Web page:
Aging can have a bad reputation; however, there is no reason that growing older can’t be a journey full of adventure and opportunities to live life to the fullest. All you need is proper guidance, proactive steps, and a positive attitude.
And there is proof. Research suggests that improvements in physical function are possible well into older adulthood, and supports that continued activity as you age helps fight cognitive decline.
With the guidance of a physical therapist, you can improve mobility, maintain your independence, and continue participating in your favorite daily activities. As a movement expert, a physical therapist can provide an evaluation and design a treatment program to address any of your ailments and deficiencies, make modifications based on other preexisting conditions, and help you achieve your goals.
The following tips can keep you active and independent as you age:
- Staying fit. Whether you are participate in regular exercise or just want to stay fit for daily activities, exercise is necessary. Exercise is proven to help improve balance, strengthen bones, and prevent heart and brain conditions. A prescribed strength training and aerobic exercise program will help you maintain and strengthen critical muscle groups needed for your life.
- Staying balanced. Maintaining balance and avoiding falls are imperative to maintaining a quality of life and living independently. A physical therapist can prescribe a customized program of static and dynamic balance activities and exercises to improve your balance and prevent dangerous falls.
- Assessing the terrain. A physical therapist can make recommendations that make your home and other environments safe by eliminating dangerous barriers. Typically this means removing throw rugs, loose carpets, clutter, and modifying entry thresholds with ramps.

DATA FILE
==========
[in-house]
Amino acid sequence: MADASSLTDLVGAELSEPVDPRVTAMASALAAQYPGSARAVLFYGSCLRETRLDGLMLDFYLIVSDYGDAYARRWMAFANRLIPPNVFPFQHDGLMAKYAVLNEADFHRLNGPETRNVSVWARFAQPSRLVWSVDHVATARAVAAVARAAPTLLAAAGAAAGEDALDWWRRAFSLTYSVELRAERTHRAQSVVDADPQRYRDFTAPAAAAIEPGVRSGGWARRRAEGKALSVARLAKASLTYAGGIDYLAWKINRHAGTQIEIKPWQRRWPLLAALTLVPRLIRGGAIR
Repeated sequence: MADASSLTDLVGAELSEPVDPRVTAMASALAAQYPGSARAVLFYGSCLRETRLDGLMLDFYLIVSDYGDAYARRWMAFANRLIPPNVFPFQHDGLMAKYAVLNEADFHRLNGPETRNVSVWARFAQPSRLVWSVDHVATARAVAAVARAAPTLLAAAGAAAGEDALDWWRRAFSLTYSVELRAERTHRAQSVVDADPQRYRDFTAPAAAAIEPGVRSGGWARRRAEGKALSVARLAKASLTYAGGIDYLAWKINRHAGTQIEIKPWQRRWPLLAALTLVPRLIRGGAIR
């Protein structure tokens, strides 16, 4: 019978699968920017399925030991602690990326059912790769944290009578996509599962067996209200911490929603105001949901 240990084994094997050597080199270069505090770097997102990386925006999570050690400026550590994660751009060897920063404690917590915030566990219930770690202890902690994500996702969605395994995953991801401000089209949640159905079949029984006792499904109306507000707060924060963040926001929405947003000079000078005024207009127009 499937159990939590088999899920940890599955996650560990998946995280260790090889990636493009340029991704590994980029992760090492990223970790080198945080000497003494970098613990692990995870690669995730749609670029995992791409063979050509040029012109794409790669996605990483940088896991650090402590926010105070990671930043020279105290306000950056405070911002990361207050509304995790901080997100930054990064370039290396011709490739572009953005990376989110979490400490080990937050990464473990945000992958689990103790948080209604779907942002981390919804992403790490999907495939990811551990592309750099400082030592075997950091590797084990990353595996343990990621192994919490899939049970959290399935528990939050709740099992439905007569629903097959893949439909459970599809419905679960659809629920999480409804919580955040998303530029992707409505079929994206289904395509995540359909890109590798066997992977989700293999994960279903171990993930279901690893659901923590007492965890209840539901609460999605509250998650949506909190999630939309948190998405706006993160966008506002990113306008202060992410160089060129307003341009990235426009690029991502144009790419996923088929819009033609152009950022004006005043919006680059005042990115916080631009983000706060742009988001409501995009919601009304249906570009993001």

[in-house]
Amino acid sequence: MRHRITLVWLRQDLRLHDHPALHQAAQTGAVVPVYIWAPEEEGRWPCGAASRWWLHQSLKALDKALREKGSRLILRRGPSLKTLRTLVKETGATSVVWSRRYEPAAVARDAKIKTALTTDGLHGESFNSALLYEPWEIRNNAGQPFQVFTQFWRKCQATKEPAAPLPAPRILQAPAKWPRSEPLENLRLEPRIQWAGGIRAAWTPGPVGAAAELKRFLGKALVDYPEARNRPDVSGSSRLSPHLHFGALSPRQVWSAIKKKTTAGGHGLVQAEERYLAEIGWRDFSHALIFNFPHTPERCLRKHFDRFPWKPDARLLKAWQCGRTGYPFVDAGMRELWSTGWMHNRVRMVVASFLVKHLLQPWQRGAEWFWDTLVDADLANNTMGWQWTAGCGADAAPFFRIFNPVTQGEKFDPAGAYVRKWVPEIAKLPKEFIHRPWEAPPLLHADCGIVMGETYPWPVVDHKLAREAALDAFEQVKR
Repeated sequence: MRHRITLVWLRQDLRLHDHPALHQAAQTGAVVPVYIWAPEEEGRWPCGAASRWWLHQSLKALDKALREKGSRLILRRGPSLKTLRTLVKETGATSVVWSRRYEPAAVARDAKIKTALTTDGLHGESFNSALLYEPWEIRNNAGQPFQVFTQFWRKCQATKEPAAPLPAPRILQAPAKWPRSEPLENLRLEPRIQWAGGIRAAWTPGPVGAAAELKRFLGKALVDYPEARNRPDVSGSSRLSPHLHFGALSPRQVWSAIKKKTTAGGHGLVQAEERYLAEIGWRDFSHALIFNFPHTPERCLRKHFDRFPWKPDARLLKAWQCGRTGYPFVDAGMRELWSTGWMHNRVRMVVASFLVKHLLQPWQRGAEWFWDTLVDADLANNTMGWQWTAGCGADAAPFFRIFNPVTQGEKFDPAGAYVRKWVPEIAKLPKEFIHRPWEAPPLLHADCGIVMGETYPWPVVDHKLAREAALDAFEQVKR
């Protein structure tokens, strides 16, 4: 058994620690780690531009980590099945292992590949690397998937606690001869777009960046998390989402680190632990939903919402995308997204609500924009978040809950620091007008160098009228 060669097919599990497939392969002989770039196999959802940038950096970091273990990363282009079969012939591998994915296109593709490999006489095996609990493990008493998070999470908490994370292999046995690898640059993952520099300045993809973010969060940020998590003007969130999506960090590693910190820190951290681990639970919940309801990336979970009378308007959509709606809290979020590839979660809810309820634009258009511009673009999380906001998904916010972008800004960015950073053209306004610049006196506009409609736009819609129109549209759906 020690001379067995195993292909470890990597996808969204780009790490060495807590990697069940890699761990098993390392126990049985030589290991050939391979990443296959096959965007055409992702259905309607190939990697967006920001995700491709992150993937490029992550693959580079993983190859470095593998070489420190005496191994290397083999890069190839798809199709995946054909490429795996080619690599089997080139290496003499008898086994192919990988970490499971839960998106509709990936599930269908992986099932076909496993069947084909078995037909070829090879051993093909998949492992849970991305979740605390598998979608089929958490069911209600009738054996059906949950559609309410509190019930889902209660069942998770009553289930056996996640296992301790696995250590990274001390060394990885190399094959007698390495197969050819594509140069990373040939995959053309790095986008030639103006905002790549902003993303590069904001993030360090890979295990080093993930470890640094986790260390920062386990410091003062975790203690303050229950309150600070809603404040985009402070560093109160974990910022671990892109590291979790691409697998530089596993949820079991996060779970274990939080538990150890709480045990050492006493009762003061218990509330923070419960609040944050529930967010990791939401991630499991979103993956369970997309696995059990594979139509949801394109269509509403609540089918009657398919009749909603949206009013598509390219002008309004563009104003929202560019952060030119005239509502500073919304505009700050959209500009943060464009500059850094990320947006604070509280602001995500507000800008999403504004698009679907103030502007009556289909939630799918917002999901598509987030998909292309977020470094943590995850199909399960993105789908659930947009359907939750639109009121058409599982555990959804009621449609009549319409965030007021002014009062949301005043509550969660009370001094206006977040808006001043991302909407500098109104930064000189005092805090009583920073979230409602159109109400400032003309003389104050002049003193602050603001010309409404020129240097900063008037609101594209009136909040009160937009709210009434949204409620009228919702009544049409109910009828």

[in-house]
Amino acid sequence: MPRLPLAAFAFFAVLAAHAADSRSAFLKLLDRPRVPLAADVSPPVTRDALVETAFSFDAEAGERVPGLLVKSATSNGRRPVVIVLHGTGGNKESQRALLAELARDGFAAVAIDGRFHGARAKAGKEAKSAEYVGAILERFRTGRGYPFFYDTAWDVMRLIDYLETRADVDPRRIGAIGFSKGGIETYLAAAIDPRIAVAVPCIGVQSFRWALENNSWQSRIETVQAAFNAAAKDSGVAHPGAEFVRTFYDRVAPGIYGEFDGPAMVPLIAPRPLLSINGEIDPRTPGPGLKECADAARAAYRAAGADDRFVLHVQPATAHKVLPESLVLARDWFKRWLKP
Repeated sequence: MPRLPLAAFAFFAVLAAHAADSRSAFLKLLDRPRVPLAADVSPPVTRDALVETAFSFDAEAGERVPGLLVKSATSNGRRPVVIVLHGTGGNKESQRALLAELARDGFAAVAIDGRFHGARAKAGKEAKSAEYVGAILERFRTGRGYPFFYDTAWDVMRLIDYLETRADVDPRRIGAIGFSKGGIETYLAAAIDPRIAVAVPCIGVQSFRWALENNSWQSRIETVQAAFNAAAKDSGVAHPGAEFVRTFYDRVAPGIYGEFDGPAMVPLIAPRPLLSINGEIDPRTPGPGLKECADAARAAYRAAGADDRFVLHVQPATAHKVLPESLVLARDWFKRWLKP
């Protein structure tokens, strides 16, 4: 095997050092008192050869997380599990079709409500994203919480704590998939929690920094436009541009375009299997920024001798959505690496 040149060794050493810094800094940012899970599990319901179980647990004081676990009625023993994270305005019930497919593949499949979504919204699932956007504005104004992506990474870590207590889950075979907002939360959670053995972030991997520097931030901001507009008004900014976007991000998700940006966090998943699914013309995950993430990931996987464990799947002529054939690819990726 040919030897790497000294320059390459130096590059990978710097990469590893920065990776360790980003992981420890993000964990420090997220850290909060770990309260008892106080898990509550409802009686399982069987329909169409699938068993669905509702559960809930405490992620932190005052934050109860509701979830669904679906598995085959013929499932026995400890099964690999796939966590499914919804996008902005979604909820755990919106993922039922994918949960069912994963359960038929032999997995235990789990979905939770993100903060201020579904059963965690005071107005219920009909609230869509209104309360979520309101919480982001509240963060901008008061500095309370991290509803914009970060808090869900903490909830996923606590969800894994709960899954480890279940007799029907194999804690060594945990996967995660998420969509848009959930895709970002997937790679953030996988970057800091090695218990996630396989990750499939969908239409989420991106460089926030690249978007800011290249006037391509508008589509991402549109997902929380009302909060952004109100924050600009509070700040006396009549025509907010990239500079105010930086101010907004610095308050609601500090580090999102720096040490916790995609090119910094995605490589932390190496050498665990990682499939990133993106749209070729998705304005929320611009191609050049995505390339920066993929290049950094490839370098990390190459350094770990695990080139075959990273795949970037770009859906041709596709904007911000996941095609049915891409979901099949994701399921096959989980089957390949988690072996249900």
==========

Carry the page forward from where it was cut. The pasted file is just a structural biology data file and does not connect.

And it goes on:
- Staying engaged. Successful aging is not only impacted by one’s environment, but also how one interacts with their environment. Fear and social isolation are substantial factors that increase fall risk and jeopardize independence. To ensure active and successful aging, continue to engage with friends, family, and the community. Social experiences with friends and family help diminish fear and improve physical and mental capabilities.
Stephens C, Breheny M, Mansvelt J. Healthy ageing from the perspective of older people: a capability approach to resilience. Psychol Health. 2015;30(6):715–731. Article Summary in PubMed.
Avin KG, Hanke TA, Kirk-Sanchez N, et al. Management of falls in community-dwelling older adults: clinical guidance statement from the Academy of Geriatric Physical Therapy of the American Physical Therapy Association. Phys Ther. 2015;95(6):815–834. Free Article.
Young WR, Mark Williams A. How fear of falling can increase fall-risk in older adults: Applying psychological theory to practical observations. Gait Posture. 2015;41(1):7–12. Free Article.
Holt-Lunstad J, Smith TB, Layton JB. Social relationships and mortality risk: a meta-analytic review. PLOS Med. 2010;7(7):e1000316. Free Article.
Sherrington C, Whitney JC, Lord SR, Herbert RD, Cumming RG, Close JC. Effective exercise for the prevention of falls: a systematic review and meta-analysis. J Am Geriatr Soc. 2008;56(12):2234–2243. Article Summary in PubMed.
Moreland J, Richardson J, Chan DH, et al. Evidence-based guidelines for the secondary prevention of falls in older adults. Gerontology. 2003;49(2):93–116. Article Summary in PubMed.
House JS, Landis KR, Umberson D. Social relationships and health. Science. 1988;241(4865):540–545. Article Summary in PubMed.
Authored by Joseph V Libera, PT, DPT, MBA, MPH, GCS
Article Source: Move Forward PT